"For sure, I'd be more happy if I had more goals, but the whole team hasn't done well. We all could be better and produce more," Tatar said. "We are last in our conference, we could all play better, but right now I think the special teams are the big difference for us.
"We need to be better on the power play; we need to be better on the PK, because those situations are the difference in a game."
VANEK LIKELY FOR ST. LOUIS: Thomas Vanek returned to practice on Tuesday after missing last Sunday's game against his former team, the Minnesota Wild.
"It sucked," Vanek said about not being able to play against the Wild. "Of course I wanted to play against them and do well, but at the same time close isn't good enough. It's better to have someone out there that's healthier. But yeah it was certainly disappointing."
Vanek injured his ankle last Saturday against Columbus, but after going through a full practice on Tuesday, said he is optimistic he'll be good to go against the Blues Wednesday.
"I felt OK coming back from Columbus," Vanek said. "The next morning I woke up a little stiff. I wanted to play (against Minnesota) but obviously I wasn't quite good enough. I felt pretty good out there today. We'll see how it reacts overnight and we'll make the assessment tomorrow."
Blashill was encouraged by Vanek's return to practice and is cautiously anticipating Vanek's return to Detroit's lineup.
"It's encouraging that he'll be in the position to play tomorrow but we'll know for sure tomorrow," said Blashill, who added that Vanek's return would spark the Red Wings against the Blues.
"No question. Vanek came back after getting hurt in Columbus and created two real big-time chances, maybe three," Blashill said. "He's got the ability to do that, he's been a big piece of our offensive success this year, so if he can play it makes you better. If he can't, we'll have 20 guys good enough to win, we have to go out and execute."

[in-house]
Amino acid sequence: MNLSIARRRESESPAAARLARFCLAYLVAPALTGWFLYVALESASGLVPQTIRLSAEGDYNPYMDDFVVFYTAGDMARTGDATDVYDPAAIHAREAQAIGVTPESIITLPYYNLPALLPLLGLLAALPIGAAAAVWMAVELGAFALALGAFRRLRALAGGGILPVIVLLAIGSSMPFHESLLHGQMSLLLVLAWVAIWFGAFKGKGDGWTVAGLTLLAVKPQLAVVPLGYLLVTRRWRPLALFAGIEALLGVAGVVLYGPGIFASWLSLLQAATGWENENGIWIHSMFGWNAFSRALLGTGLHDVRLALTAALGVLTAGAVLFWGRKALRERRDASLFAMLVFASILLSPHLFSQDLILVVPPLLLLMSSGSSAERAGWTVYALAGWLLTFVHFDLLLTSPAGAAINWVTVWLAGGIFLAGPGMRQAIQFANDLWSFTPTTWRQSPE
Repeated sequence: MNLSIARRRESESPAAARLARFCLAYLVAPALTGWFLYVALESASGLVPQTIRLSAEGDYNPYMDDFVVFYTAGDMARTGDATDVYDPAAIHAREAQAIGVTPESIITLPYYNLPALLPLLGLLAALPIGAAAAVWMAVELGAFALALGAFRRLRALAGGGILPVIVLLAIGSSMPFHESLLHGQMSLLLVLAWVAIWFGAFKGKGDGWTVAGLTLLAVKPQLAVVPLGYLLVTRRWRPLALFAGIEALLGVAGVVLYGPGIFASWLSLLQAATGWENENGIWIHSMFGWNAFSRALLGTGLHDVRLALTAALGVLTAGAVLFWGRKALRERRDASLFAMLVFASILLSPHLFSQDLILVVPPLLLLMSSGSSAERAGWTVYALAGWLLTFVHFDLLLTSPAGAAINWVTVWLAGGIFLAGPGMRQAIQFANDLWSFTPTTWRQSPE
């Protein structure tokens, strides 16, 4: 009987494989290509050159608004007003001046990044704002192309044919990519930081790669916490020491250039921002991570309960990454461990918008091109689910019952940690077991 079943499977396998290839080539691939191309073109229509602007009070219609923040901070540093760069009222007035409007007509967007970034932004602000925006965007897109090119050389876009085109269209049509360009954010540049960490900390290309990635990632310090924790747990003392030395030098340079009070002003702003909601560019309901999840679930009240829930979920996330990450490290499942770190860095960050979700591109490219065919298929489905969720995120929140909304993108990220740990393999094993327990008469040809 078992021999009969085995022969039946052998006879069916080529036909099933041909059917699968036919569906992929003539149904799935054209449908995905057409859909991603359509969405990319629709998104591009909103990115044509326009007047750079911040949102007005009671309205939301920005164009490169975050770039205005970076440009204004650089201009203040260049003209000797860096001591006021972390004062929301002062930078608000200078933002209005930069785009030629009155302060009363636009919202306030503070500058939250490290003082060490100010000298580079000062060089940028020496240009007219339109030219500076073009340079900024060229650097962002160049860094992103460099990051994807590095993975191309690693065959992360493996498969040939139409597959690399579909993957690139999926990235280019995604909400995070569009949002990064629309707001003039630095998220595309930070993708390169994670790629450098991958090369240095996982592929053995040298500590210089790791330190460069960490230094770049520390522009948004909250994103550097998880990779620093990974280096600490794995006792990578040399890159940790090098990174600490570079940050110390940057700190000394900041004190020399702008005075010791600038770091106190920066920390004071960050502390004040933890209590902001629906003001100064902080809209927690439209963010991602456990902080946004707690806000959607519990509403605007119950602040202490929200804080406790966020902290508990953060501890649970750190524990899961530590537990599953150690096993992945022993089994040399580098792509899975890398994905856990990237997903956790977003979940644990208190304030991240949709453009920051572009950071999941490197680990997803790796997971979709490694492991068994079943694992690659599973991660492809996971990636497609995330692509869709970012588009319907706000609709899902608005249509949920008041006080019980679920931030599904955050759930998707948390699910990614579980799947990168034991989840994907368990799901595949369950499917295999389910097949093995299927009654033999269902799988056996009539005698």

In 43 games played, Vanek has been a potent offensive force for the Wings, notching 14 goals, 22 assists for 36 points and he's a plus-3.
However, since he is only signed through this season, Vanek's name has been constantly brought up as the most likely Wing to be moved at the NHL's trade deadline.
It's something Vanek has had to address throughout the season and Tuesday was no exception.
"Do I like it here? Yeah, I do. Could I see myself staying here? Yeah that would be great but again, it's a business," Vanek said. "I think Kenny's (general manager Ken Holland) got to make a decision. At the same time, if there is a deal to be made it's got to be right on both sides. I've been through it before. Would it surprise me that he would move me if he could get something good? No, not at all; if I was the GM, it would be something I would look at.
"I think it's a good culture here. Are we one of the better teams in the league right now? I don't think so. Are we too far off from getting back in the playoffs and making some noise? I don't think so. Again, I think we're not there but I think this team could get there."